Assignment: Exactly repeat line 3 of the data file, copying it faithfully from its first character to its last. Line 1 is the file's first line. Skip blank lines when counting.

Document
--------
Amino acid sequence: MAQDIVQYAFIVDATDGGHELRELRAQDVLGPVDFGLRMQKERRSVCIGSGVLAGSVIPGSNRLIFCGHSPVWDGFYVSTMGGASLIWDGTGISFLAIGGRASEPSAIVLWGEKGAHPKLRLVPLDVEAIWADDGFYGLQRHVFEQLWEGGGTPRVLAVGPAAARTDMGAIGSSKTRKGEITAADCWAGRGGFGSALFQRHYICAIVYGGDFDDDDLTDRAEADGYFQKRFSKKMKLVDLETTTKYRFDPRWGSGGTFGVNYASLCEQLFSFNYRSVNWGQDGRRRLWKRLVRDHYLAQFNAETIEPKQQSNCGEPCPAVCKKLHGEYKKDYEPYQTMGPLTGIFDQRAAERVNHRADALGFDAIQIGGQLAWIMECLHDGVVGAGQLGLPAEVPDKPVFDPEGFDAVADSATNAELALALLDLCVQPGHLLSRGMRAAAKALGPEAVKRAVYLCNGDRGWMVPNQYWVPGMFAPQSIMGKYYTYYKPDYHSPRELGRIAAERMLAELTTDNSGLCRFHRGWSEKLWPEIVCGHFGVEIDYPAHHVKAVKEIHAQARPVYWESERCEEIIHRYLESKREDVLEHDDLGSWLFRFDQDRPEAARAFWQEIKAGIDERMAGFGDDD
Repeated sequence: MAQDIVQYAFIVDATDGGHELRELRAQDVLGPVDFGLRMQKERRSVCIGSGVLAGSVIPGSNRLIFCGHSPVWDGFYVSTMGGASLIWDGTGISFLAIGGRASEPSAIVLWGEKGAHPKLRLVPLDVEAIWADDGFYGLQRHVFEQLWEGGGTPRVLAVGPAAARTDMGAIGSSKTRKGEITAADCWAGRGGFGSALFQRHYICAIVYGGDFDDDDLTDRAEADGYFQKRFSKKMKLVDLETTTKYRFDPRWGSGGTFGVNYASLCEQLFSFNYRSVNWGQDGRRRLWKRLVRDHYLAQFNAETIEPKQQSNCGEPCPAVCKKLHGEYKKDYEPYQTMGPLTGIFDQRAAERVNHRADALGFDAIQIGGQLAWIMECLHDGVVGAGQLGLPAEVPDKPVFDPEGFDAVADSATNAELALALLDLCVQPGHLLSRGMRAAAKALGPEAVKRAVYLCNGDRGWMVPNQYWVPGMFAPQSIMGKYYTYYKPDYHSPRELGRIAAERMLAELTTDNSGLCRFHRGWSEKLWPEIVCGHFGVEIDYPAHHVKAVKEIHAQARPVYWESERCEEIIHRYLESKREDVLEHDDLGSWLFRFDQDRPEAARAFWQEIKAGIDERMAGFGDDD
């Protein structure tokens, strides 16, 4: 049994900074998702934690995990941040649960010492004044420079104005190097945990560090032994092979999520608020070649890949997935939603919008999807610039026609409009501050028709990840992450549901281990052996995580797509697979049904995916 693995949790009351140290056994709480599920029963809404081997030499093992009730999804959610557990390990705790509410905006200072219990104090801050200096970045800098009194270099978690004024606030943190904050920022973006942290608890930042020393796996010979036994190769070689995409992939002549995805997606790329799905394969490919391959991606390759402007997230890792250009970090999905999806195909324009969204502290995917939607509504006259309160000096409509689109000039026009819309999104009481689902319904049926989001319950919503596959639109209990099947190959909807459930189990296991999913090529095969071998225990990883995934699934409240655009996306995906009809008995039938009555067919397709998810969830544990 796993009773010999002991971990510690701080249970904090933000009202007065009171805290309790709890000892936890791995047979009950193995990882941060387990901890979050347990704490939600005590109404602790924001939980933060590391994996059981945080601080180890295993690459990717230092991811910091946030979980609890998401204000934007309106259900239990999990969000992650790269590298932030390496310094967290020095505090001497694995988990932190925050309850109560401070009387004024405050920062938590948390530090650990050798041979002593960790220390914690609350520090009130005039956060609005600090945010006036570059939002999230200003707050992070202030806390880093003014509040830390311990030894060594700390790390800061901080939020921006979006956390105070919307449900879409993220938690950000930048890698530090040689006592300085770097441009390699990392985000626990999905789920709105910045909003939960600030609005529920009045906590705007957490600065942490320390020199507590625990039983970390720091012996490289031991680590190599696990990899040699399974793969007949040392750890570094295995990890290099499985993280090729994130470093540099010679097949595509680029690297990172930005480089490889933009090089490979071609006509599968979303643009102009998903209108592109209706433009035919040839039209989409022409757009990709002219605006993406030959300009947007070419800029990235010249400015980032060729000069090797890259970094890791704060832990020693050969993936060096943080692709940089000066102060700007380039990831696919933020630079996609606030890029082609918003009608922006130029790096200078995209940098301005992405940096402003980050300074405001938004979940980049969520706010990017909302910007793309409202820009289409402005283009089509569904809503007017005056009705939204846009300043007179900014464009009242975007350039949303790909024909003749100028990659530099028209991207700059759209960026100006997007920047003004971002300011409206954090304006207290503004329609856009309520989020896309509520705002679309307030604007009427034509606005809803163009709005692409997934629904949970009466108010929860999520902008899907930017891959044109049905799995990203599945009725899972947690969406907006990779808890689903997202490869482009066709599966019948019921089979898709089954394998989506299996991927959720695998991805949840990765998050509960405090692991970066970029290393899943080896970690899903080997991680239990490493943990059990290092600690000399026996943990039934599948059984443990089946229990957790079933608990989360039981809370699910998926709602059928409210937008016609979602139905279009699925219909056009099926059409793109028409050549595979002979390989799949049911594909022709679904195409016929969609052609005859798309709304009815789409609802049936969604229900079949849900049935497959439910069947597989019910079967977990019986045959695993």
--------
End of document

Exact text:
């Protein structure tokens, strides 16, 4: 049994900074998702934690995990941040649960010492004044420079104005190097945990560090032994092979999520608020070649890949997935939603919008999807610039026609409009501050028709990840992450549901281990052996995580797509697979049904995916 693995949790009351140290056994709480599920029963809404081997030499093992009730999804959610557990390990705790509410905006200072219990104090801050200096970045800098009194270099978690004024606030943190904050920022973006942290608890930042020393796996010979036994190769070689995409992939002549995805997606790329799905394969490919391959991606390759402007997230890792250009970090999905999806195909324009969204502290995917939607509504006259309160000096409509689109000039026009819309999104009481689902319904049926989001319950919503596959639109209990099947190959909807459930189990296991999913090529095969071998225990990883995934699934409240655009996306995906009809008995039938009555067919397709998810969830544990 796993009773010999002991971990510690701080249970904090933000009202007065009171805290309790709890000892936890791995047979009950193995990882941060387990901890979050347990704490939600005590109404602790924001939980933060590391994996059981945080601080180890295993690459990717230092991811910091946030979980609890998401204000934007309106259900239990999990969000992650790269590298932030390496310094967290020095505090001497694995988990932190925050309850109560401070009387004024405050920062938590948390530090650990050798041979002593960790220390914690609350520090009130005039956060609005600090945010006036570059939002999230200003707050992070202030806390880093003014509040830390311990030894060594700390790390800061901080939020921006979006956390105070919307449900879409993220938690950000930048890698530090040689006592300085770097441009390699990392985000626990999905789920709105910045909003939960600030609005529920009045906590705007957490600065942490320390020199507590625990039983970390720091012996490289031991680590190599696990990899040699399974793969007949040392750890570094295995990890290099499985993280090729994130470093540099010679097949595509680029690297990172930005480089490889933009090089490979071609006509599968979303643009102009998903209108592109209706433009035919040839039209989409022409757009990709002219605006993406030959300009947007070419800029990235010249400015980032060729000069090797890259970094890791704060832990020693050969993936060096943080692709940089000066102060700007380039990831696919933020630079996609606030890029082609918003009608922006130029790096200078995209940098301005992405940096402003980050300074405001938004979940980049969520706010990017909302910007793309409202820009289409402005283009089509569904809503007017005056009705939204846009300043007179900014464009009242975007350039949303790909024909003749100028990659530099028209991207700059759209960026100006997007920047003004971002300011409206954090304006207290503004329609856009309520989020896309509520705002679309307030604007009427034509606005809803163009709005692409997934629904949970009466108010929860999520902008899907930017891959044109049905799995990203599945009725899972947690969406907006990779808890689903997202490869482009066709599966019948019921089979898709089954394998989506299996991927959720695998991805949840990765998050509960405090692991970066970029290393899943080896970690899903080997991680239990490493943990059990290092600690000399026996943990039934599948059984443990089946229990957790079933608990989360039981809370699910998926709602059928409210937008016609979602139905279009699925219909056009099926059409793109028409050549595979002979390989799949049911594909022709679904195409016929969609052609005859798309709304009815789409609802049936969604229900079949849900049935497959439910069947597989019910079967977990019986045959695993």